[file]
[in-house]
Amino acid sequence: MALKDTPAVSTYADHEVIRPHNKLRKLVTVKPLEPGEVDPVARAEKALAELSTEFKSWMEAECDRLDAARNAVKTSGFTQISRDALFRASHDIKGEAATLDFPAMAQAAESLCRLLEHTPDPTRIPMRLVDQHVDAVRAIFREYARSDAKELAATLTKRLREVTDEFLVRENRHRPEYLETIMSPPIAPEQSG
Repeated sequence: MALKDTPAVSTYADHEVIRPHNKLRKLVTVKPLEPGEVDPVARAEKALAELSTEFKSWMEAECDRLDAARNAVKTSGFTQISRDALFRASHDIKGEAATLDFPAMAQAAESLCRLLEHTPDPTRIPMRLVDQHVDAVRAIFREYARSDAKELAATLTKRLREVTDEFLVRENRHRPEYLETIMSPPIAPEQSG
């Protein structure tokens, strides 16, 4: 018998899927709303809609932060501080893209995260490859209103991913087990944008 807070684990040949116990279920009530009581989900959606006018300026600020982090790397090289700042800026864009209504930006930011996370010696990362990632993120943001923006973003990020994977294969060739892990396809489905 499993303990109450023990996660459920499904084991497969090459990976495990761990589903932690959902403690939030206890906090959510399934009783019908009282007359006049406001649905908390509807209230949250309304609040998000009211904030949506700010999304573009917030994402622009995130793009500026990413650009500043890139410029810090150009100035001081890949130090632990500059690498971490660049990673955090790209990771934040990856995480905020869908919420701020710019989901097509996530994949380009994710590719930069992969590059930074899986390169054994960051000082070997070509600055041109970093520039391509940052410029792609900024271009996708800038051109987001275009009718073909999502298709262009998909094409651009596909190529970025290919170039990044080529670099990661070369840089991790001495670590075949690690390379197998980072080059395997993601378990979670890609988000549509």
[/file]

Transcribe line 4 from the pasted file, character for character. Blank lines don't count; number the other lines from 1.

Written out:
């Protein structure tokens, strides 16, 4: 018998899927709303809609932060501080893209995260490859209103991913087990944008 807070684990040949116990279920009530009581989900959606006018300026600020982090790397090289700042800026864009209504930006930011996370010696990362990632993120943001923006973003990020994977294969060739892990396809489905 499993303990109450023990996660459920499904084991497969090459990976495990761990589903932690959902403690939030206890906090959510399934009783019908009282007359006049406001649905908390509807209230949250309304609040998000009211904030949506700010999304573009917030994402622009995130793009500026990413650009500043890139410029810090150009100035001081890949130090632990500059690498971490660049990673955090790209990771934040990856995480905020869908919420701020710019989901097509996530994949380009994710590719930069992969590059930074899986390169054994960051000082070997070509600055041109970093520039391509940052410029792609900024271009996708800038051109987001275009009718073909999502298709262009998909094409651009596909190529970025290919170039990044080529670099990661070369840089991790001495670590075949690690390379197998980072080059395997993601378990979670890609988000549509």